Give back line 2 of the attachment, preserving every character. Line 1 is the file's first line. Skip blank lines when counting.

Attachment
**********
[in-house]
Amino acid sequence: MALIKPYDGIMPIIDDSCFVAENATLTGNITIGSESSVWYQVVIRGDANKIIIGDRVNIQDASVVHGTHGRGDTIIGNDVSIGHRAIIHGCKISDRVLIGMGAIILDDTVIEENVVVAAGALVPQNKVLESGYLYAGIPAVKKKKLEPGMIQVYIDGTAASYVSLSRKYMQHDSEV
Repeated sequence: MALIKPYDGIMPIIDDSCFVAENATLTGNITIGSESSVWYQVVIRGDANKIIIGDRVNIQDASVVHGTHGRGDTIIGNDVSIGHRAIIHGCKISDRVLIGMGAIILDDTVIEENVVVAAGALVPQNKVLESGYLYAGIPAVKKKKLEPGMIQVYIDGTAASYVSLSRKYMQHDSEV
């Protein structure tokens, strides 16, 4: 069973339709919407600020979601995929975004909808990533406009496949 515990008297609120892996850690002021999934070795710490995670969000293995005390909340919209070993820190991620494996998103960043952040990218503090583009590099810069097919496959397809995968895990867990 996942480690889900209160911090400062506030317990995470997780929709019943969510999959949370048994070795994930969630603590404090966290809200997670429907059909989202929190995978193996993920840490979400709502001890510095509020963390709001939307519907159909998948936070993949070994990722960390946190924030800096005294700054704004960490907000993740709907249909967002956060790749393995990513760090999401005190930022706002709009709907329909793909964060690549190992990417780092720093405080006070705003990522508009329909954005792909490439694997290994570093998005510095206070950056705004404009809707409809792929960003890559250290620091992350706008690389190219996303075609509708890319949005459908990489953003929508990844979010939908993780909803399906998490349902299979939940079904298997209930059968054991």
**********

Amino acid sequence: MALIKPYDGIMPIIDDSCFVAENATLTGNITIGSESSVWYQVVIRGDANKIIIGDRVNIQDASVVHGTHGRGDTIIGNDVSIGHRAIIHGCKISDRVLIGMGAIILDDTVIEENVVVAAGALVPQNKVLESGYLYAGIPAVKKKKLEPGMIQVYIDGTAASYVSLSRKYMQHDSEV